“Never look a gift horse in the mouth” might be wise advice if you’re dealing with a “gift horse.”
But it sends precisely the wrong message if you’re concerned about the health of your family pet.
Regular inspection and appropriate care of your cat or dog’s teeth and gums in particular will impact not only your pet’s oral health but can spare it from systemic illness and even death.
Dr. Shannon Graham, D.V.M., at BluePearl Specialty Veterinary Care, explained, “Put simply, without the sensitive fingers and opposable thumbs available to humans, cats and dogs use their mouths to accomplish a host of everyday tasks.”
“As a result of their touching so many frequently germ-laden items with their mouths, cats and dogs are particularly susceptible to dental and oral disease, some forms of which can impact other organs, including the kidneys, liver and heart potentially with life-threatening consequences.”
“Veterinarians are skilled at cat and dog dental and oral cleaning and care, usually under sedation, as X-rays and invasive procedures may be required,” Dr. Graham said. “But pet owners can play an important role in maintaining their pets’ oral health in between those major visits to the vet.”
Step No. 1 is regular brushing of your pet’s teeth, always with a veterinarian-approved toothpaste formulated for a cat or a dog. Human toothpaste can be toxic to both. This can initially be dicey, as many animals do not like to be touched in their mouth area. A simple plan is to begin by casually touching them on the face or muzzle to accustom them to your touch.
Once you’ve established a level of confidence, your pet won’t shy away if you approach its mouth.
“Using a toothbrush designed for your animal is best,” Dr. Graham said. “Use it to gently but firmly dislodge the tartar and plaque that can cause periodontal disease, including gingivitis and migration of plaque under the gums often resulting in tooth loss.”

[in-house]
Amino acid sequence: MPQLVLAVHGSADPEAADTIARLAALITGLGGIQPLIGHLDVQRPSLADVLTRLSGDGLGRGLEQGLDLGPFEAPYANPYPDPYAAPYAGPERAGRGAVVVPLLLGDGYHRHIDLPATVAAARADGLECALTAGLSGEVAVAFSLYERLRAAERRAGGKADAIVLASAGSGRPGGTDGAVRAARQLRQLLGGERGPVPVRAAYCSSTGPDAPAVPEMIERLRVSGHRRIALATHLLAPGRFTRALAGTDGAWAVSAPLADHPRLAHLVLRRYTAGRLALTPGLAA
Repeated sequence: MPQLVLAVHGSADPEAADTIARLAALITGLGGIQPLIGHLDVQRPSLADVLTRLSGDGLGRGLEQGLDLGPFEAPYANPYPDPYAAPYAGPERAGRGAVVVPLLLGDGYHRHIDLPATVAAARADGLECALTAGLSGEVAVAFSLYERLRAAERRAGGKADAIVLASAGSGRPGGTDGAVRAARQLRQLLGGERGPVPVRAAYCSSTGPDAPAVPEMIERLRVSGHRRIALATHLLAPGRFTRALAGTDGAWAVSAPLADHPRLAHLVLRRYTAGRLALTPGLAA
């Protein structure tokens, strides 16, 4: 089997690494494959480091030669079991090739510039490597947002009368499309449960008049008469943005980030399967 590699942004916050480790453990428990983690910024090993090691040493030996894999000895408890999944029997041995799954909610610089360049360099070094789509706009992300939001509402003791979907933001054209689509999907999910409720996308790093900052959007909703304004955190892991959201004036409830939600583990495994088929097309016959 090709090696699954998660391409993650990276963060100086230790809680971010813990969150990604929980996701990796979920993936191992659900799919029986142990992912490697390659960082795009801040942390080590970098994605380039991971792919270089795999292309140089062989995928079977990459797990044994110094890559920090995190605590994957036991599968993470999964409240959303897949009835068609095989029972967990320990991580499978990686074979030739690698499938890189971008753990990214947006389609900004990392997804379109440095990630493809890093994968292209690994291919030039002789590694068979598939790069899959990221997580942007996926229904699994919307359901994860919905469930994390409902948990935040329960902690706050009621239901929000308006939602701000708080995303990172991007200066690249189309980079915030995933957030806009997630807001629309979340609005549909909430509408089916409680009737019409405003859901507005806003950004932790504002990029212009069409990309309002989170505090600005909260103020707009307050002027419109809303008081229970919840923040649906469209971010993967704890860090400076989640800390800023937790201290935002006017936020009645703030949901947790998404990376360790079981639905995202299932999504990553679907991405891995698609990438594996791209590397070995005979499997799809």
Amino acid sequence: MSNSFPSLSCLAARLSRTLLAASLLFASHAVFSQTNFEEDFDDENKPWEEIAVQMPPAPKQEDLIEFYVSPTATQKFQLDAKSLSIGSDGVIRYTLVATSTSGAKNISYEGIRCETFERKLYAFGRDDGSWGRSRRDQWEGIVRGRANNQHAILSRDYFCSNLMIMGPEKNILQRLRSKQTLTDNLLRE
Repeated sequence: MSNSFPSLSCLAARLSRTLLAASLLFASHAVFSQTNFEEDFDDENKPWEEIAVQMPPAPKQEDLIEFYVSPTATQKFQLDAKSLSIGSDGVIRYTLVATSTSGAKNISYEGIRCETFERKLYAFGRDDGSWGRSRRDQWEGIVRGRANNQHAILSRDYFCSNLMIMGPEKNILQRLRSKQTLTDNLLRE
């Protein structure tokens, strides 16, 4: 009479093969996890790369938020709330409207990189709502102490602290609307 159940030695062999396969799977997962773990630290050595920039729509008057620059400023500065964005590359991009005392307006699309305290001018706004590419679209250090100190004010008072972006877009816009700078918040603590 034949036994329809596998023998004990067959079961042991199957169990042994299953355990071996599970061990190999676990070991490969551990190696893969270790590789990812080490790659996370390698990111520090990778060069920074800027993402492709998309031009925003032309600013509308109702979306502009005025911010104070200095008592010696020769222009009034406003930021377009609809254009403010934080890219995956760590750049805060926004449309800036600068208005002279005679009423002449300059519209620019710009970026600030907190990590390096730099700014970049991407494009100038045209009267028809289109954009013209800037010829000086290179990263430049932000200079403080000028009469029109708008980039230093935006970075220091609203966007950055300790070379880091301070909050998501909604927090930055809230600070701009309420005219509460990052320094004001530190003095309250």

If your pet rejects an “alien” toothbrush, one option is to use a smaller brushing device that slips over the tip of one of your fingers. Some dogs balk even at that, so for them another alternative can be treats formulated to help clean the teeth.
Whatever your brushing regimen, make sure you look closely at the gums, tongue and oral cavity to observe any redness, bleeding or lumps that clearly shouldn’t be there. Look also for any tooth fractures, especially at the tips of your cat’s canine teeth, or “fangs.”
You might also discover an abscess, which Dr. Graham noted is a signal that veterinary treatment is required ASAP because a root canal or extraction and a regimen of antibiotics may be required. There also is the possibility that a lump could be an indicator of oral cancer.
A few external signs that your cat or dog may be suffering from an oral disorder are blood in their saliva, pawing at the mouth area and unexplained weight loss.
But the most common signal that something is amiss in your pet’s mouth is halitosis. That’s right – bad breath.
If your cat or dog’s breath makes you gag so much that you can’t even think of brushing their teeth, it’s time for your veterinarian to take a closer look.
“All the studies show that cats and dogs over the age of 3 are most likely to develop oral disease,” Dr. Graham added. “Although kittens and puppies aren’t exempt.”
“Among both cats and dogs, some breeds are more prone to dental and oral issues, but that possibility has to be weighed against the love and affection shown that drew you to your pet in the first place. It’s just a caution that you should be hypervigilant about their oral health.”
“It may be asking a lot to suggest that you brush your pet’s teeth every day,” Dr. Graham observed. “But that’s just what we teach our children to do, and they at least have the sensitive fingers and thumbs to hold a toothbrush.”
In case you’ve never figured it out, the reason why you’re told to “never look a gift horse in the mouth” is because you’re likely to be offered that free horse in the first place because it has bad teeth.
By Bill Farley